After Tynice Martin’s standout freshman season with the West Virginia University women’s basketball team, some of the honors that came her way were those a player might expect — Big 12 All-Freshman team, Big 12 Freshman of the Year, finalist for USWBA National Freshman of the Year.
Then came her sophomore year and an honor that doesn’t always come to players her age, even great ones — team co-captain.
It’s an honor she cherishes, and one she’s had to grow into. She fit the role quite nicely in WVU’s red-hot run to the Big 12 tournament title and will help guide the No. 22 Mountaineers into their first-round game of the NCAA women’s tournament in College Park, Maryland. WVU (23-10), the No. 6 seed in the Bridgeport Region, will play 11th-seeded Elon at 2:30 p.m. Friday. The game will be televised on ESPN2.
When WVU coach Mike Carey came to Martin with the news that she’d be a co-captain along with senior Lanay Montgomery and junior Chania Ray, she wasn’t sure if she was prepared to take on a role like that so soon.
“It was kind of scary, because I felt like I wasn’t really ready for it,” she said. “I’m still learning and I feel you can’t tell people what to do if you can’t do it yourself.”
She was able to do plenty in her first season out of Southwest Atlanta Christian Academy in Georgia. Martin averaged 10.3 points as a freshman, and her 362 points and 140 field goals each ranked fifth best for a freshman in WVU program history. She was only the second player in program history to win a conference Freshman of the Year award, joining Meg Bulger, who won the 2004 Big East honor.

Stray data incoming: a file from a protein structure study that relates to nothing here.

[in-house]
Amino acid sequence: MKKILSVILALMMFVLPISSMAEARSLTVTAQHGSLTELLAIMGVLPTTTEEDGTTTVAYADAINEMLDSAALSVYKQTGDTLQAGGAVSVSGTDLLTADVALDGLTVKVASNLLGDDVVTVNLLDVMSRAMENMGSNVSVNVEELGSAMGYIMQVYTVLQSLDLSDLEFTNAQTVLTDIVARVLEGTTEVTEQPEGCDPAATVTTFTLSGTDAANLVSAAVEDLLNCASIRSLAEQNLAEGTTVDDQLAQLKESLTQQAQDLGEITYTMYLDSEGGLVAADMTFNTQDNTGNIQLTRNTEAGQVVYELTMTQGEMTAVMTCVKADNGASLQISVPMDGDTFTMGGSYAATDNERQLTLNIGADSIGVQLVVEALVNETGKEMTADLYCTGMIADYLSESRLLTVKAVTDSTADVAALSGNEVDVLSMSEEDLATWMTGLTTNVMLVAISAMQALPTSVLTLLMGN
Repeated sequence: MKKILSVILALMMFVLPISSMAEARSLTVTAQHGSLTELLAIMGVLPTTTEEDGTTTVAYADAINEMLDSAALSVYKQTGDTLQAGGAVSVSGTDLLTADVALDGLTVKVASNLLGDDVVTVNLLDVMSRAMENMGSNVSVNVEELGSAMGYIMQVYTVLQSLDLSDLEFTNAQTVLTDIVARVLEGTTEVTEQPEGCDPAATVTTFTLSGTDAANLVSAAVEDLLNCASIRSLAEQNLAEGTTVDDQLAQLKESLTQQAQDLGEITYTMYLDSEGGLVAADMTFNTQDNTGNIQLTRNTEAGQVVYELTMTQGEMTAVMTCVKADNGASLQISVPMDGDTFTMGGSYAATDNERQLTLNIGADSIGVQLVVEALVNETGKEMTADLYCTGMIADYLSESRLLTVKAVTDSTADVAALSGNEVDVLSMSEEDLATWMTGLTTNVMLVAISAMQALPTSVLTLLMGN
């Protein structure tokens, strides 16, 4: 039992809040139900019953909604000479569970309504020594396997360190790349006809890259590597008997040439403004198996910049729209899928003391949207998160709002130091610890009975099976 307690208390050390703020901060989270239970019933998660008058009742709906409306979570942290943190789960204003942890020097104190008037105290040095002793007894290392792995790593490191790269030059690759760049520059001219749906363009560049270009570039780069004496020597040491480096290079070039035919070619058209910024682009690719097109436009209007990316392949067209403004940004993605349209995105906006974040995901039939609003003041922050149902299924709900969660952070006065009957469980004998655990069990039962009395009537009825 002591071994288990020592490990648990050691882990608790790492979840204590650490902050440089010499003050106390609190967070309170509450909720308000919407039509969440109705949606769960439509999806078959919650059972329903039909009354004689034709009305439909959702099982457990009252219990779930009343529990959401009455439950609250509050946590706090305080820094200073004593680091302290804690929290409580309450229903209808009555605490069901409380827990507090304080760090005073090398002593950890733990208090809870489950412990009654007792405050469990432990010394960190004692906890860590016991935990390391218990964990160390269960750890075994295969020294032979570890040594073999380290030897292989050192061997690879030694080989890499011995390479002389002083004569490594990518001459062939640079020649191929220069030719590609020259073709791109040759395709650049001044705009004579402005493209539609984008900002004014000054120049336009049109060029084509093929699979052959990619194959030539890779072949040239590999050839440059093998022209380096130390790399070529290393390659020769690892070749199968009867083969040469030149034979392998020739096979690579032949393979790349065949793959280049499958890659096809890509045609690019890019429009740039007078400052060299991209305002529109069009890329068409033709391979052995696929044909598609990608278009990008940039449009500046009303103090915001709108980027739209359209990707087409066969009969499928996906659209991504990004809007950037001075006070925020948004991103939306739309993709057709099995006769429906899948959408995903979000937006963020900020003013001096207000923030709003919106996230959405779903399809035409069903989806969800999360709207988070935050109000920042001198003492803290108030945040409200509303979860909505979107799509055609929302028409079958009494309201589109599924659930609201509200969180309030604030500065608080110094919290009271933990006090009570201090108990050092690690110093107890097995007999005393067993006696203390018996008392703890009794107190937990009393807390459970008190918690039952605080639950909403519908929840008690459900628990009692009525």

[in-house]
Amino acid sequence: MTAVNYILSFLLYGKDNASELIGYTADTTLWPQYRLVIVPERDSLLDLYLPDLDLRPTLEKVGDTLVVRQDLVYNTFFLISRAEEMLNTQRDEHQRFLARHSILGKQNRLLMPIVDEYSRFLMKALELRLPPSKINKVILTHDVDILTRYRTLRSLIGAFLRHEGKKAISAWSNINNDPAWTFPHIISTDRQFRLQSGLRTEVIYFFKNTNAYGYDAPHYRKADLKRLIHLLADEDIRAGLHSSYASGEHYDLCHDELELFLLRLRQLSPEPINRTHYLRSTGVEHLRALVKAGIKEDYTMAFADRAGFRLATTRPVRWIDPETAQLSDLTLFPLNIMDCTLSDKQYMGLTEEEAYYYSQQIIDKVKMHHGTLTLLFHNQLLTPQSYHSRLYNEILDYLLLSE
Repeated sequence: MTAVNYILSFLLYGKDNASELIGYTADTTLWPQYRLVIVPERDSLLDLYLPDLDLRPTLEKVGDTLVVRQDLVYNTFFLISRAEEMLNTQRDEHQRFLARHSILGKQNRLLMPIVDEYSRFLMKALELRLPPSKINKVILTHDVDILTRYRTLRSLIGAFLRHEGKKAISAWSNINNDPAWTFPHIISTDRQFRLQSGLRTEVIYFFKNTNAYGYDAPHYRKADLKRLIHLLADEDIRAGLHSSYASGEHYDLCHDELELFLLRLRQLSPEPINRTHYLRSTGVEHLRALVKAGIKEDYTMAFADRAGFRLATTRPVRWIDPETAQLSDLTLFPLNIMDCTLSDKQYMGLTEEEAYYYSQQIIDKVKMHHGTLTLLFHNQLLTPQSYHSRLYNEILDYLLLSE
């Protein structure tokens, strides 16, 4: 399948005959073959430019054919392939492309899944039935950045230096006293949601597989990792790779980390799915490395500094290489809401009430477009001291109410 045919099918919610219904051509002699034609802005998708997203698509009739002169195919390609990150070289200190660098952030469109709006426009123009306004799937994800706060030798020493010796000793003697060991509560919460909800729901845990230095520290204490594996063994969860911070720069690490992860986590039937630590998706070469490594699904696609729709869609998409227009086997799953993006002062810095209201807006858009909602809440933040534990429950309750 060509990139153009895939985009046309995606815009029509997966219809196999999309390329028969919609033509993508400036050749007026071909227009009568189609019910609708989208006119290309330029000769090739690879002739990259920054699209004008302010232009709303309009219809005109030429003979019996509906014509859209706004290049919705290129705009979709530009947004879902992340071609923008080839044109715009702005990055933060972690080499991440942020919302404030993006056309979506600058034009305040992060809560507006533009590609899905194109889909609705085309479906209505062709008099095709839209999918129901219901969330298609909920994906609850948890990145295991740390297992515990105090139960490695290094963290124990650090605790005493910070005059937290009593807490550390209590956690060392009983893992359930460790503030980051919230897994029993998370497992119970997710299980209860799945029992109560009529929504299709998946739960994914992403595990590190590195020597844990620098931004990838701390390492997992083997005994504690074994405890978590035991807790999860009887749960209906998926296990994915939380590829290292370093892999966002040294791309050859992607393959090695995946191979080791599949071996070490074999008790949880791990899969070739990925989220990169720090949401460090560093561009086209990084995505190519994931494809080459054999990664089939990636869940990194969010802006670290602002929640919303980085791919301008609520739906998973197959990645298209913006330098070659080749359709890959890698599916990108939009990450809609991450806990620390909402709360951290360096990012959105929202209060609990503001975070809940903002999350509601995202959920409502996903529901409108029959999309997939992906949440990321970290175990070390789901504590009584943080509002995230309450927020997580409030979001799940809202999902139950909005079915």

Still, the jitters of youth affected Martin at the beginning of her new leadership position.
“I wasn’t very vocal at first,” she said. “But when I felt more comfortable out there, it became easier.”
That growing comfort level showed on the court. She finished in double-figure scoring in the first 21 games of this season and averages a Big 12-best 18.6 points entering Friday’s contest. She really came into her own during WVU’s run through the Big 12 tournament, scoring 21 points against Oklahoma, 29 against Texas and a championship-game-record 32 in knocking off Baylor for the crown. She was named the tournament’s Most Outstanding Player and her 27.3 points per game over those three contests were the third-highest average in tournament history.
“I’m just coming out aggressive and not being passive, recognizing defenses,” she said. “And I have my team behind me. Sometimes it’s hard to be aggressive, but, like I said, it’s a learning process.”
She’s learning to be a more vocal leader, making it her mission to instill confidence throughout the roster. It’s one of the traits she holds most dear and a trait she ranks among the most important to own.
“I’m all about confidence, and if you have confidence, you can pretty much do anything,” Martin said. “I’m very big on confidence and pride.”
The Mountaineers are confident entering Friday’s game, but have a solid opponent in the Phoenix (27-6). Elon is in the NCAA tournament for the first time in program history after a couple of program firsts — Elon’s first Colonial Athletic Association regular-season and tournament titles. The Phoenix have a trio of triple-digit scorers, guards Shay Burnett (12.1 points per game) and Lauren Brown (12.0) and forward Jenifer Rhodes (11.0). Burnett is an All-CAA first-teamer, while Rhodes made the third team.
Martin and the Mountaineers are confident, but won’t be careless. Martin doesn’t want the feeling of what she and her teammates have accomplished so far to fade too soon.
“It’s been great,” Martin said. “Honestly, I never even thought about having this type of feeling, of making history, of walking down the hall and people coming up and saying congratulations. I just hope we can humble ourselves and go far in the NCAAs.”